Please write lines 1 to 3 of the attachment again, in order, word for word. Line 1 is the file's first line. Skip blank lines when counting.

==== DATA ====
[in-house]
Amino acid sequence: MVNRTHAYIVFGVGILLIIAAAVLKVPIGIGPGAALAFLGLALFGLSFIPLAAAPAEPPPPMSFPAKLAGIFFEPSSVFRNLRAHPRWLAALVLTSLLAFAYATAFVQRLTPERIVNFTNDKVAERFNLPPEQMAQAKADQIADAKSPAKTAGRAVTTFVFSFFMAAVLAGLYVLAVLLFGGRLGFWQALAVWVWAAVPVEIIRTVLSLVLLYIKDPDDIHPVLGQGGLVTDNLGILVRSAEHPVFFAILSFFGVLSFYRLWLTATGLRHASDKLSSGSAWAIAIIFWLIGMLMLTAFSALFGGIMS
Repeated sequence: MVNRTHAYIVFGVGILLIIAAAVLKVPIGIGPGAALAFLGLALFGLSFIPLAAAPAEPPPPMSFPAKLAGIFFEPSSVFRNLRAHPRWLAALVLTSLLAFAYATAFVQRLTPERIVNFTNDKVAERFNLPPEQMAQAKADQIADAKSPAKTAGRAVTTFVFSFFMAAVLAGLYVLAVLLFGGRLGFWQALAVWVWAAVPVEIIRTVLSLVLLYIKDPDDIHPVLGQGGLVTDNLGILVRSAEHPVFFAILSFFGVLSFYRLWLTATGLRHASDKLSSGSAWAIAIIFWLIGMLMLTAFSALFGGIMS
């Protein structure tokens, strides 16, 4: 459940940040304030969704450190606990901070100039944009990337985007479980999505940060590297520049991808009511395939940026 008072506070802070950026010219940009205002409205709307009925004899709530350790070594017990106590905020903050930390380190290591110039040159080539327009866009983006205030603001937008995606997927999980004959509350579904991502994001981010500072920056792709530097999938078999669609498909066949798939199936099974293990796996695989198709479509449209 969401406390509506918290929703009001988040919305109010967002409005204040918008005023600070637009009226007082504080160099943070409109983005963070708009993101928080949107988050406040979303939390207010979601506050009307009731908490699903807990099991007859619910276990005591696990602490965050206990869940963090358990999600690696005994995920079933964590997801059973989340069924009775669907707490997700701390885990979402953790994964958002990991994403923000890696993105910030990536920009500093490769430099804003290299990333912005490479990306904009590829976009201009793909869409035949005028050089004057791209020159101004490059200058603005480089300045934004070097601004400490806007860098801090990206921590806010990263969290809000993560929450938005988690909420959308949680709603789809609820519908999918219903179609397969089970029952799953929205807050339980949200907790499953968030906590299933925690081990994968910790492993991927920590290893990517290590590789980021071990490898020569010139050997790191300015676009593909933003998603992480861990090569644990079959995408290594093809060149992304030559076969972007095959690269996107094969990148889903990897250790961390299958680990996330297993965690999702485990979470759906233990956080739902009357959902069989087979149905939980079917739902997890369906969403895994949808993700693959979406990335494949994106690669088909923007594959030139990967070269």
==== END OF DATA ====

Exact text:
[in-house]
Amino acid sequence: MVNRTHAYIVFGVGILLIIAAAVLKVPIGIGPGAALAFLGLALFGLSFIPLAAAPAEPPPPMSFPAKLAGIFFEPSSVFRNLRAHPRWLAALVLTSLLAFAYATAFVQRLTPERIVNFTNDKVAERFNLPPEQMAQAKADQIADAKSPAKTAGRAVTTFVFSFFMAAVLAGLYVLAVLLFGGRLGFWQALAVWVWAAVPVEIIRTVLSLVLLYIKDPDDIHPVLGQGGLVTDNLGILVRSAEHPVFFAILSFFGVLSFYRLWLTATGLRHASDKLSSGSAWAIAIIFWLIGMLMLTAFSALFGGIMS
Repeated sequence: MVNRTHAYIVFGVGILLIIAAAVLKVPIGIGPGAALAFLGLALFGLSFIPLAAAPAEPPPPMSFPAKLAGIFFEPSSVFRNLRAHPRWLAALVLTSLLAFAYATAFVQRLTPERIVNFTNDKVAERFNLPPEQMAQAKADQIADAKSPAKTAGRAVTTFVFSFFMAAVLAGLYVLAVLLFGGRLGFWQALAVWVWAAVPVEIIRTVLSLVLLYIKDPDDIHPVLGQGGLVTDNLGILVRSAEHPVFFAILSFFGVLSFYRLWLTATGLRHASDKLSSGSAWAIAIIFWLIGMLMLTAFSALFGGIMS